Sara Walker at Noema:
Human technologies are therefore not much different from other innovations produced in our planet’s 3.8-billion-year living history — with the exception that they are in our evolutionary future, not our past. Multicellular organisms evolved vision; what I will call “multisocietial aggregates” of humans evolved microscopes and telescopes, which are capable of seeing into the smallest and largest scales of our universe. Life seeing life. All of these innovations are based on trial and error and selection and evolution on past objects.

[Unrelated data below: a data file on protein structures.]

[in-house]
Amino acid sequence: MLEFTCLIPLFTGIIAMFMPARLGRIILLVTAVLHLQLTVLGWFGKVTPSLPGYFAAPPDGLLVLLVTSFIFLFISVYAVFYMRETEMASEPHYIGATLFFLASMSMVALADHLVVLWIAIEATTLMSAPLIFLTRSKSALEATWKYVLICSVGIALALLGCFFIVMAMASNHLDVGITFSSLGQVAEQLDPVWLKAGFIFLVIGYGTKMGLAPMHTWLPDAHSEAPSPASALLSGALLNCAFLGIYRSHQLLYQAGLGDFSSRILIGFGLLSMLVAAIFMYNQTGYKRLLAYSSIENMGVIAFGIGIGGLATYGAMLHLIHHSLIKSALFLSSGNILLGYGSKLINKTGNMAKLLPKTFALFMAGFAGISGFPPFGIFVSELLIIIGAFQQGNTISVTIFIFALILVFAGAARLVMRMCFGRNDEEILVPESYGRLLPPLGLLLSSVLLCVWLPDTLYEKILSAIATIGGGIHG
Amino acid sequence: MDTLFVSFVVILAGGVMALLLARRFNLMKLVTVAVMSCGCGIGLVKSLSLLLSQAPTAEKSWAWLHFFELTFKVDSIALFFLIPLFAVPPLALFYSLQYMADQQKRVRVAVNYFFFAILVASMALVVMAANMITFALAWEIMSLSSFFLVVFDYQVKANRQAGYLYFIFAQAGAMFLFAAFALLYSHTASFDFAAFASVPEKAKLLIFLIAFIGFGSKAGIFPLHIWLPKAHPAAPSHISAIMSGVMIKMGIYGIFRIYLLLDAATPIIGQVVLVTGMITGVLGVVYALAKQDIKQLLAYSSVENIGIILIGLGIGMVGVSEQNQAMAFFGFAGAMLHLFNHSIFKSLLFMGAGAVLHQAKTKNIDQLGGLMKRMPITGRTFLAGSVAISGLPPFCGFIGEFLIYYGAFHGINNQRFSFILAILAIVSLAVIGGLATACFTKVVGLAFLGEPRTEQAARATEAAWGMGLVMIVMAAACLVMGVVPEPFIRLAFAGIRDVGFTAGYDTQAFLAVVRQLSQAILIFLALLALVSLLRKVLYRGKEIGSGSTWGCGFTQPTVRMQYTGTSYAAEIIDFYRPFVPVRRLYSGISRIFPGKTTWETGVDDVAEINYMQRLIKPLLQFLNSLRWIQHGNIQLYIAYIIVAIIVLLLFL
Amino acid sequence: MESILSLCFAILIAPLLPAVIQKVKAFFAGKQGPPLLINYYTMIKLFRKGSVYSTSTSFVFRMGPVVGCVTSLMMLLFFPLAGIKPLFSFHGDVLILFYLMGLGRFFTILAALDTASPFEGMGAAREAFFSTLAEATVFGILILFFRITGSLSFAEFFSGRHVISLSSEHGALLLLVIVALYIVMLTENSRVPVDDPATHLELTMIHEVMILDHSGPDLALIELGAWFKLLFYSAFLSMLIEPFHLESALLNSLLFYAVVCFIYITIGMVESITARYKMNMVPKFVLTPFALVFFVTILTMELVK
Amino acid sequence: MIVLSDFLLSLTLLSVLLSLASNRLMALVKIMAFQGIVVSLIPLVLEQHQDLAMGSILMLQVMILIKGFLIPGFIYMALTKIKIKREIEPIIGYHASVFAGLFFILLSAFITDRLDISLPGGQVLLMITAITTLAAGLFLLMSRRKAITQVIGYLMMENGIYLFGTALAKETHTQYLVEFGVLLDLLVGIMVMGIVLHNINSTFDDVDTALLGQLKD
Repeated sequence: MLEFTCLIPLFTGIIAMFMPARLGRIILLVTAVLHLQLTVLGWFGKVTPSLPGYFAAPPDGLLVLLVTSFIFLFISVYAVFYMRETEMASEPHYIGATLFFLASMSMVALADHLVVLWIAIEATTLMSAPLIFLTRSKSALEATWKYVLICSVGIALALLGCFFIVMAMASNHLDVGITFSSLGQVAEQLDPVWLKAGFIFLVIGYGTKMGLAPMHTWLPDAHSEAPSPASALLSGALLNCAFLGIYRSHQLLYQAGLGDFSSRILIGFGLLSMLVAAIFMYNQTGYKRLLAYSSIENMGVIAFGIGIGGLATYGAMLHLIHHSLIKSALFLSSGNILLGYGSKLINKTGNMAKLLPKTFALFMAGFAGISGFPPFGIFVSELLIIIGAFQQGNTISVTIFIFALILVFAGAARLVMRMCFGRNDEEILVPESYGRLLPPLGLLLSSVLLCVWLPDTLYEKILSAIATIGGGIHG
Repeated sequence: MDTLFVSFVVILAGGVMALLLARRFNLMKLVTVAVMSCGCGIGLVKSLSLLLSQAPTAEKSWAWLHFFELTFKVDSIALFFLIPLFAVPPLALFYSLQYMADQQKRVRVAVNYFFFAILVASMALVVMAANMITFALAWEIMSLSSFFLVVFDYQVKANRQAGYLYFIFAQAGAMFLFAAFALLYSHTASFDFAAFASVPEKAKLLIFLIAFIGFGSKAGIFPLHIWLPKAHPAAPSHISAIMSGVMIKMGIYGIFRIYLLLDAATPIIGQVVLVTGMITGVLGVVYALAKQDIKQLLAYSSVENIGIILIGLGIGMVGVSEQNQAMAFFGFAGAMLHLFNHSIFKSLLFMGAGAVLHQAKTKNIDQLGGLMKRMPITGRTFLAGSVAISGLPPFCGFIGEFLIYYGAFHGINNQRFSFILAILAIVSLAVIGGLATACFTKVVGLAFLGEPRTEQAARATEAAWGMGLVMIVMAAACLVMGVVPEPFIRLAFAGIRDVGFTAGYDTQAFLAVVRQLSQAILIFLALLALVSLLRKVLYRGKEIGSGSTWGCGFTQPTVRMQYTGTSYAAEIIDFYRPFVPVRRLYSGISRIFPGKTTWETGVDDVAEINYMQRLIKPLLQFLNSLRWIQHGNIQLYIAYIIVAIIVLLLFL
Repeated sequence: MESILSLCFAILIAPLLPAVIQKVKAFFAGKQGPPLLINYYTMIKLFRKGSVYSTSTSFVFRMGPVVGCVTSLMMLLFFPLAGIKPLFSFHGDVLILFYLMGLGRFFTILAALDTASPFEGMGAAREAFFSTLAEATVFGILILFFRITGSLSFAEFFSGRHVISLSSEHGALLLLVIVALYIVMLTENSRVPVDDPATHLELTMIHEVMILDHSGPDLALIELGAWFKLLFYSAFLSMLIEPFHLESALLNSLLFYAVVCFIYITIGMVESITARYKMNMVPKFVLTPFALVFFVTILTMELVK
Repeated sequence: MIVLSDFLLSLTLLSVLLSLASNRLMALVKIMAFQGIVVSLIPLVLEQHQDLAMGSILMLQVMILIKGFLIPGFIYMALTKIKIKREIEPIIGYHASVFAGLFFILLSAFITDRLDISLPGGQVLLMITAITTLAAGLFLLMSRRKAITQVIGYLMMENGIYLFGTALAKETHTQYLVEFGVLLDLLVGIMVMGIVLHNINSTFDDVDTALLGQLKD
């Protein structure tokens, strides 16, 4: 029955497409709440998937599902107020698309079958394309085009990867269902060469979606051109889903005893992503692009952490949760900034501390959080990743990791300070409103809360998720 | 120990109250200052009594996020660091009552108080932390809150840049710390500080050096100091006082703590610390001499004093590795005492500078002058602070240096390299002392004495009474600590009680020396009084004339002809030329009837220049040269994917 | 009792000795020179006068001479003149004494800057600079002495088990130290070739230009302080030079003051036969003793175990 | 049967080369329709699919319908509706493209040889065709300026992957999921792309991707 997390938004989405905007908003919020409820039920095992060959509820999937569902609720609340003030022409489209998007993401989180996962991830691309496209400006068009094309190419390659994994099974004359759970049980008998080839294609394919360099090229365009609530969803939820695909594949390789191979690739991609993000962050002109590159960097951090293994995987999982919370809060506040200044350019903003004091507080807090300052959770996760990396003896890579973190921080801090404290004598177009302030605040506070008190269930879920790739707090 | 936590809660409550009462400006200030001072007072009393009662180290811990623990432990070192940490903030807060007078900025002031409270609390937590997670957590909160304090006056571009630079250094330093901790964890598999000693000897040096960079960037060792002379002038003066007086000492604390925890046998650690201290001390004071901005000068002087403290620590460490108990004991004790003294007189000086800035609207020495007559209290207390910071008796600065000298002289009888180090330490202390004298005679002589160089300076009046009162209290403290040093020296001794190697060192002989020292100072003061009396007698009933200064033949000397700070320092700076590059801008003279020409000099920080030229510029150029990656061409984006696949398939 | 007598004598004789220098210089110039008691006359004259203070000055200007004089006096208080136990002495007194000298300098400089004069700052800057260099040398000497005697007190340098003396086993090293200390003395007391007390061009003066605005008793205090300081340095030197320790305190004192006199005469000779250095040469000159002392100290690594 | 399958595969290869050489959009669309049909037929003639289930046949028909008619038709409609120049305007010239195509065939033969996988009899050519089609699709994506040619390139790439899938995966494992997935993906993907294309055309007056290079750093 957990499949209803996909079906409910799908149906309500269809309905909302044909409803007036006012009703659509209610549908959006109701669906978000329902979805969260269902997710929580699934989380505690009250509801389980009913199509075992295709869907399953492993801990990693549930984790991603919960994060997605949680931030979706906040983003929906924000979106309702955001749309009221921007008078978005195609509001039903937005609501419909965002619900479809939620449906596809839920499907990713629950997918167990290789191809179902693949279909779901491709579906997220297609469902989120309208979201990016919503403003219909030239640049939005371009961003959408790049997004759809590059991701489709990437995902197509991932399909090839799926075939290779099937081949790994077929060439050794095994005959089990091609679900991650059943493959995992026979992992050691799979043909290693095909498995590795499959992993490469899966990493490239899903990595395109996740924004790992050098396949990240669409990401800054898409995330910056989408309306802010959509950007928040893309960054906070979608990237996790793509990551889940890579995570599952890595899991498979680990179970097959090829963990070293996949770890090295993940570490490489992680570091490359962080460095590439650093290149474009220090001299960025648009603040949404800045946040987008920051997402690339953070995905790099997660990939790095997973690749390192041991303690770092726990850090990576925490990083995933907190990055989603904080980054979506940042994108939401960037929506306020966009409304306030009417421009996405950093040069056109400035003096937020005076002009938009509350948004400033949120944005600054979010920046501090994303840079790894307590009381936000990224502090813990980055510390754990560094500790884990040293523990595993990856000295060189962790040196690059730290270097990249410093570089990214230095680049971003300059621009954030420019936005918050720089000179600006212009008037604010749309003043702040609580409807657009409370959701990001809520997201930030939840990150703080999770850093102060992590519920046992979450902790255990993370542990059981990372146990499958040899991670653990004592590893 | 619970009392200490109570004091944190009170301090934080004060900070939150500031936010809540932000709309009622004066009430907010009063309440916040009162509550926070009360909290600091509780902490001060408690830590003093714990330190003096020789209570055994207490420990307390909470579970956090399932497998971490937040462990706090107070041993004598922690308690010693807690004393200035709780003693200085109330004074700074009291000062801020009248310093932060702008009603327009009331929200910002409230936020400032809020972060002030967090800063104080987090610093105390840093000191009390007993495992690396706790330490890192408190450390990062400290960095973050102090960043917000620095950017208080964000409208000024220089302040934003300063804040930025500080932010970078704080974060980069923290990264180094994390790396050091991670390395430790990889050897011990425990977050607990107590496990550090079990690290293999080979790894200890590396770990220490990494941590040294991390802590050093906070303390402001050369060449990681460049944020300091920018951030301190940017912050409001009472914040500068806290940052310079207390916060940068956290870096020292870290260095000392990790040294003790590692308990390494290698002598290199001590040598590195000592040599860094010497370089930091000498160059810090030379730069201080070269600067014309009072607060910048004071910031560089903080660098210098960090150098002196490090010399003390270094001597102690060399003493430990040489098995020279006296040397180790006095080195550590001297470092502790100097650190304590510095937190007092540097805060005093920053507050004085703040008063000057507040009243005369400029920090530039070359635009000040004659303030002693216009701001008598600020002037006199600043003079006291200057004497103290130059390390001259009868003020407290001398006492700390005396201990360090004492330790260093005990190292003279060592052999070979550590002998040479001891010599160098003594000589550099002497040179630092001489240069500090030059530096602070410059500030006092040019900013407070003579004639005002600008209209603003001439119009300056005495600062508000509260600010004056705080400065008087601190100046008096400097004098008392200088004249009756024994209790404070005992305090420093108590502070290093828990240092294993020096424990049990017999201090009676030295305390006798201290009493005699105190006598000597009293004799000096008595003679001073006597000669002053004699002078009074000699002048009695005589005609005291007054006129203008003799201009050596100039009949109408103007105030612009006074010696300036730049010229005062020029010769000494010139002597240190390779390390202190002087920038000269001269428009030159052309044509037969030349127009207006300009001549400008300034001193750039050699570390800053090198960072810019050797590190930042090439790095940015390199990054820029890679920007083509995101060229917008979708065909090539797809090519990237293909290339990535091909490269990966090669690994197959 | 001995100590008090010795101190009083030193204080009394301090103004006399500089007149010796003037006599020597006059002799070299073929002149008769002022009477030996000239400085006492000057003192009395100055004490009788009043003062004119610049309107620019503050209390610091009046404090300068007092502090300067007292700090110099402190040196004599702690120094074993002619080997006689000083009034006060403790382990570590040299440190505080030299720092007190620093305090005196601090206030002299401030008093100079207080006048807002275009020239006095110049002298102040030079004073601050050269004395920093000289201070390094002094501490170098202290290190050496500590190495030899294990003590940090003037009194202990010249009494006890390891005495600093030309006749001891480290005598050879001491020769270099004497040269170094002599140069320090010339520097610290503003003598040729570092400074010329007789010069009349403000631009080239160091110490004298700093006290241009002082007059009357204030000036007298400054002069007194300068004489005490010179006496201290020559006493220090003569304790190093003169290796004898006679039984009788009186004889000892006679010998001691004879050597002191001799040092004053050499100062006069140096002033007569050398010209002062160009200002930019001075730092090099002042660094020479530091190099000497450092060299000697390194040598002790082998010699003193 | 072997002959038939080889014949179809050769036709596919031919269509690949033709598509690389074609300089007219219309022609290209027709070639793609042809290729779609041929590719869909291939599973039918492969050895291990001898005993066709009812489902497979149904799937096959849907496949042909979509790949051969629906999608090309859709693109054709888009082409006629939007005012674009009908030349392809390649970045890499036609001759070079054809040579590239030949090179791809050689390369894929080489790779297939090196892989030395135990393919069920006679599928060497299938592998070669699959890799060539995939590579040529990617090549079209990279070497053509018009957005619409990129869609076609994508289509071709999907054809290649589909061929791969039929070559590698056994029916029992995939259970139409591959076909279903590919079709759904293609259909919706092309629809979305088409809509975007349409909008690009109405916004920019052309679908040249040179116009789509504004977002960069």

Intelligence is playing a larger role in modern technology, but that is to be expected — intelligence itself improves via evolution. It generates more complex systems — cells, multicellular aggregates like humans, societies, artificial intelligence and now multisocietial aggregates like international companies and groups that interact at the planetary scale. So-called “artificial intelligences” — large language models, computer vision, automated devices, robotics and more — are often discussed as disembodied and disengaged from any evolutionary context.